Dr. Kilmer & Company Provisionals

In his article on Antikamnia Chemical Company, Henry Holcombe wrote the following: "The sinking of the United States battleship "Maine" in Havana harbor on the night of February 15, 1898 precipitated the Spanish-American War, declared by Spain on April 24th and by this country the next day.

"It took Congress about six weeks to pass the bill known as the 'U.S. Revenue War Bill of 1898' which was entitled 'An Act to Provide Ways and Means to Meet War Expenditures and for Other Purposes,' effective July 1, 1898. One provision of the new law required that all proprietary medicines be taxed and a stamp affixed to each box or bottle as evidence the tax had been paid.

"Meanwhile the Bureau of Engraving and Printing in Washington had anticipated the emergency and begun work on the dies, rolls, plates, etc., from which were to come the "Battleship" Documentary and Proprietary revenue stamps. However, it was very soon evident the stamps could not be printed and distributed by the effective date. Even provisional overprints of the postage stamps then current would not suffice to bridge the gap."

One of the companies that was concerned about having stamps to put on its products was Doctor Kilmer & Company, purveyors of Swamp Root Tonic and other similar nostrums. Postage stamps were being overprinted with I.R. to serve as documentary stamps, but nothing similar was being done for proprietary items. The company decided to buy postage stamps, overpaying the amount of tax in each instance, and have them overprinted for their use. They did so, and gave the government a strict accounting of the taxes covered.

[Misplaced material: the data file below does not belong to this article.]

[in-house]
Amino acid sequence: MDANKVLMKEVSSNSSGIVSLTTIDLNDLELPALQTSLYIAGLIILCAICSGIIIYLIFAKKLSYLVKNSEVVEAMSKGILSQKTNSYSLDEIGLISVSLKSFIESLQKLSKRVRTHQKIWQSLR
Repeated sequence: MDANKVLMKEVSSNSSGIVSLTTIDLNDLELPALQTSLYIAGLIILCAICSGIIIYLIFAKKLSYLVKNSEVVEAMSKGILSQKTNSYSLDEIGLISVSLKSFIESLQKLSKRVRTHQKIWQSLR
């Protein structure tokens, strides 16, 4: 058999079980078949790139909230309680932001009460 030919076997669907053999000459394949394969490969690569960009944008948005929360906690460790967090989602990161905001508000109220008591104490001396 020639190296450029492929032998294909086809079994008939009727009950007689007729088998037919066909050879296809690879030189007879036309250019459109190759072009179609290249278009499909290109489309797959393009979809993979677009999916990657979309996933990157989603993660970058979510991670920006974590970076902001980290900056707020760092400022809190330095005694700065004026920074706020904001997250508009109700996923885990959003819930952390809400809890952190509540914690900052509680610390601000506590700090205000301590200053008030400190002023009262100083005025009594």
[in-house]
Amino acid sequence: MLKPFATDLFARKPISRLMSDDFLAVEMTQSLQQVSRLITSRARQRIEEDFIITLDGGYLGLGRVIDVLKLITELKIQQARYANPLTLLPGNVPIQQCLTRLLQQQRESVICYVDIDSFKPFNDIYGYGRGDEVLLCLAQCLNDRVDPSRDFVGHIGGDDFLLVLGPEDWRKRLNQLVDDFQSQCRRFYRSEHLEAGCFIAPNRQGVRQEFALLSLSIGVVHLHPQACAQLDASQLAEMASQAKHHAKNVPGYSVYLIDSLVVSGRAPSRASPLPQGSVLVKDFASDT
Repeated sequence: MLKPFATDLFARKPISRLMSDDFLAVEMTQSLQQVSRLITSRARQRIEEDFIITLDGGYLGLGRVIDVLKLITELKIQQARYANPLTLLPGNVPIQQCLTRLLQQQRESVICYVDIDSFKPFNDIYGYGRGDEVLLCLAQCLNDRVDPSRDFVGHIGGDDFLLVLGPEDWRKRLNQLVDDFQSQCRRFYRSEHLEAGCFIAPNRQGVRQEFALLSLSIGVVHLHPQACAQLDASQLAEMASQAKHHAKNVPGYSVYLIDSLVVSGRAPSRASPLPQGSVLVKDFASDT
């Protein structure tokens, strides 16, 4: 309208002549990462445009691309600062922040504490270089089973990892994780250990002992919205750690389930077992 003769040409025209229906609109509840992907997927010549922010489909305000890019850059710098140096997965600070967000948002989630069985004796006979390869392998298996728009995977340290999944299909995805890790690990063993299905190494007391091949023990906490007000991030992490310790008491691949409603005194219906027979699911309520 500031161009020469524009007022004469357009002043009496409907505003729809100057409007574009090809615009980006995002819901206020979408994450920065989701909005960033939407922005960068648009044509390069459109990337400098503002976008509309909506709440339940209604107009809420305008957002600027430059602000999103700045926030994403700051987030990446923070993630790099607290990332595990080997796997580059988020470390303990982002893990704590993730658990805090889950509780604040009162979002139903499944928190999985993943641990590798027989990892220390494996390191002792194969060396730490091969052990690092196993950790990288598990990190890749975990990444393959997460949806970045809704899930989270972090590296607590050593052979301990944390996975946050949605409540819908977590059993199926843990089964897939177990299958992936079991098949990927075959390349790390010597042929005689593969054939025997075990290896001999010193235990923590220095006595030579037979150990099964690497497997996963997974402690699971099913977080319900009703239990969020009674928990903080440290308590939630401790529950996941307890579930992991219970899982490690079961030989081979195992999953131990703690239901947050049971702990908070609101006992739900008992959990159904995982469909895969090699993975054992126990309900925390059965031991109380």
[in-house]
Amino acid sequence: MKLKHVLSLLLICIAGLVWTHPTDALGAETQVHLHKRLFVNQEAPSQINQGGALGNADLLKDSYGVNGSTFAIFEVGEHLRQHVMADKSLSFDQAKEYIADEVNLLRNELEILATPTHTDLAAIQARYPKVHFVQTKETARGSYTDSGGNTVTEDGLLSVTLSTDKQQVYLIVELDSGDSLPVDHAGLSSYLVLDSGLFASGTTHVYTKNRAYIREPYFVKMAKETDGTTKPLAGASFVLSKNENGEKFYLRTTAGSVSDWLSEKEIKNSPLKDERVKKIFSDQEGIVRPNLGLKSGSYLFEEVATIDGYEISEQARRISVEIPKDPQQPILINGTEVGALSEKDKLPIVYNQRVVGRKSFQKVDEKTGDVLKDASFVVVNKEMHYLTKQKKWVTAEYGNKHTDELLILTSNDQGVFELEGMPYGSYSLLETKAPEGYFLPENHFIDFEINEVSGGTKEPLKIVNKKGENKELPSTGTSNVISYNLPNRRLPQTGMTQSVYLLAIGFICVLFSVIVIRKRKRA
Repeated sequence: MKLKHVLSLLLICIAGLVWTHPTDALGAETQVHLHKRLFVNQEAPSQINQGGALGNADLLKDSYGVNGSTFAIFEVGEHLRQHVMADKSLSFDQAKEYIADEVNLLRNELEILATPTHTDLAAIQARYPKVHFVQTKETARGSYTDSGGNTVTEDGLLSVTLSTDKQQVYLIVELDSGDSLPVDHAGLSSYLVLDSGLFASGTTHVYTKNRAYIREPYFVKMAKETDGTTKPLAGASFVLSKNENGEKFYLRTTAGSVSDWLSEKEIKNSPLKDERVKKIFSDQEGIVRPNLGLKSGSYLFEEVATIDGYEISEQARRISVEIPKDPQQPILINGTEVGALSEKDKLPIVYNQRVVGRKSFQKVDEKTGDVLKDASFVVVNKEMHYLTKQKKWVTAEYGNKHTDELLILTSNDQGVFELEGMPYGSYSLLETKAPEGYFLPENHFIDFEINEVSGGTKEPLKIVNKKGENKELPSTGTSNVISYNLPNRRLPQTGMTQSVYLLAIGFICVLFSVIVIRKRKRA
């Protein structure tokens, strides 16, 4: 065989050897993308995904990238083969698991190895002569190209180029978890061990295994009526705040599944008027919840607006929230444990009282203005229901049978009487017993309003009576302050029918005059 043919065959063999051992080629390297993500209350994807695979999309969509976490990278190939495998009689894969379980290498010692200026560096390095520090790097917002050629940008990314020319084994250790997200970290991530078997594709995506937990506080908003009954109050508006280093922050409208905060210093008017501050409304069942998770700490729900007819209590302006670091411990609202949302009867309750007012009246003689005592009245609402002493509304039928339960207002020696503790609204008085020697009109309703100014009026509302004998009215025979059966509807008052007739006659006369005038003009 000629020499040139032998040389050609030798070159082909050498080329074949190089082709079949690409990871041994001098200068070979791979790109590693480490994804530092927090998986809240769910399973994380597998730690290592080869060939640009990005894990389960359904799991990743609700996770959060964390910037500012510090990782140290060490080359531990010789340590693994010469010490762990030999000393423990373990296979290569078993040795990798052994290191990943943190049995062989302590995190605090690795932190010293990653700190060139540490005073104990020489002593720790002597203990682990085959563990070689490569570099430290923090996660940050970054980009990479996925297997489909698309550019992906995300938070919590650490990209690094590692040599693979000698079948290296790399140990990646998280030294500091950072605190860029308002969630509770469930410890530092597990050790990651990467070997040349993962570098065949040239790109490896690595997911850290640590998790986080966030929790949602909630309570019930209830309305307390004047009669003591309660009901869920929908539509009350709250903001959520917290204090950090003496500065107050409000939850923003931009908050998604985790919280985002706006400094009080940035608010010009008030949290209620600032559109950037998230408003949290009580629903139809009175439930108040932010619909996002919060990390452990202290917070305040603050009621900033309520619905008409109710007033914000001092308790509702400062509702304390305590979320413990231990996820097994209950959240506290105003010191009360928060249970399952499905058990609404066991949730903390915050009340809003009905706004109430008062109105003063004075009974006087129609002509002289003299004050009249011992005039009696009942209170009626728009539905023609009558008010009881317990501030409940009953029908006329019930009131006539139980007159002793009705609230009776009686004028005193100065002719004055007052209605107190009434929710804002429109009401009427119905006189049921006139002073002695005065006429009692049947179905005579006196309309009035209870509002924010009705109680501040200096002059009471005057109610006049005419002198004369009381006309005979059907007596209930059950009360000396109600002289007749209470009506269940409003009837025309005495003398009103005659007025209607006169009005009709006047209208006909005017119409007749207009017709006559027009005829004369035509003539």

The government was not amused, as the payment went into the postage account rather than the tax coffers. They told the Kilmer Company to get the stamps off the bottles or face prosecution. The stamps were soaked off with some trouble, so as not to also remove the labels on the bottles.

One, two and three cent definitive stamps were used. There are three basic types of Kilmer overprints as well.

The first type has a tall "I.R." and larger text in general.

The second type has smaller type, and serifs on the text. A good place to see this is on the "K" in "Kilmer."

The third type uses sans-serif letters.

Varieties are known, such as this inverted imprint.

A Kilmer advertising card showing a bedside medical consultation and a view of the factory in Binghamton, New York. The back tells the benefits of Prompt Parilla Liver Pills - "As a Cathartic these Pills, in doses of 2 to 4 operate thoroughly."

Samples of the battleship revenues that Kilmer used. There are font varieties on these as well.

A 1901 cover showing views of the lavish sanatarium that the Kilmers built near Binghamton, New York. It also bears a picture of Dr. S. Andral Kilmer, founder of the company.